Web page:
“We were favorites but the whole crowd, you could feel as a player — everyone wanted Pentanet to win. When they did something, even a small thing, there were massive cheers. I wanted to shut them up of course,” he laughed.
“It just adds pressure and when it comes to pressure, it helps me a lot as a player. I’m in my element when the pressure is on so I felt like I could play 100%.”
Raes was one of the region’s brightest exports when he went over to North America with Immortals. Having always boasted consistent performances in Oceania, there was a lot of hope surrounding his debut alongside his old support Mitchell ‘Destiny’ Shaw.
The Immortals project didn’t work for the AD carry though, and left him a bit defeatist. The big fish in a small pond looked like a fish out of water for some time. He never reached the peaks he boasted in Oceania overseas, getting into his own head.
“I’m probably the most consistent player to ever play in Oceania. I’ve consistently won the regular season and this is my fourth win, so I put a lot of pressure on myself to be the best player and my role requires me to carry my team to victory,” he said.
“I rate myself very highly in just how I think about the game and my skill on champions so I put a lot of weight on myself to be the ultimate carry for any team I’m a part of and if my team doesn’t win, then I always blame myself first.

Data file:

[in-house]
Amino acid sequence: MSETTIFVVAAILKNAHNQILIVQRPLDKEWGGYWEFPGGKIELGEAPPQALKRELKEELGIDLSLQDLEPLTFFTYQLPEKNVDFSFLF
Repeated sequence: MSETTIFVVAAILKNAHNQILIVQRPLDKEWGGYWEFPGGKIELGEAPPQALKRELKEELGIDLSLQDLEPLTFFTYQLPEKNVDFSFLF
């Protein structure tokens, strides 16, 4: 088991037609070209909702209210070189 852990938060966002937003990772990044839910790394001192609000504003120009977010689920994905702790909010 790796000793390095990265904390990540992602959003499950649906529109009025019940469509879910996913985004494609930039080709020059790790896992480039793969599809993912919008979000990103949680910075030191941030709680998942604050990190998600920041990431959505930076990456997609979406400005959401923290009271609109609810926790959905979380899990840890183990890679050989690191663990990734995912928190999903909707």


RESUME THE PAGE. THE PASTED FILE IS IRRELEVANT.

“I had a really bad mental [state] when I was in North America. I lost faith in myself and gave up on myself and blew my confidence. Towards the end I felt really good about my skill level compared to the other AD carries, and coming back to Oceania I knew if I got back to that level there’d be a massive gap between me and everyone else. I think it showed there was a definite gap between me and every other AD carry in this region.”
It wasn’t a complete disaster though. Raes’ play leveled up significantly while overseas, especially his laning phase — and his dominant performances domestically across 2022 is testament to that.
However it’s one thing to be good in Oceania. Transferring that to the big stage at Worlds 2022 is another beast. Raes has been on this stage once before in 2020 with Legacy. Funnily enough three of his teammates are going with him on the return — Kim ‘Topoon’ Ji-hoon and Tally as players, with former jungler Leo ‘Babip’ Romer standing behind them as coach.
With a former LCK jungler on the books too along with Ryan ‘Aladoric’ Richardson, who went to Worlds 2021 with PEACE, Raes is confident this is the best Oceanic roster ever assembled mechanically on paper. The one thing they have to be mindful of is their mentality.
“In 2020 I was pretty prepared, but the biggest problem for teams going to Worlds from Oceania is they are the region’s best team, they end up going overseas and scrimming against good teams that are better than them, get smashed, and then their mental is just ruined,” he explained.
“It mainly comes down to experience and knowing these guys aren’t special. They’re still human and we can definitely match them when it comes to laning, teamfighting, macro. I’ve had good games against good teams in the past. The format is good with two groups [of five] — it’s really favored for Wildcard teams. I’m feeling really confident going into that.”
However if they can overcome the mental hurdle, there’s an air of bravado within the Chiefs camp that they can finally get an Oceanic team to the Worlds group stage for the first time ever.
“I think we can make a blow on the world stage, make an impact.”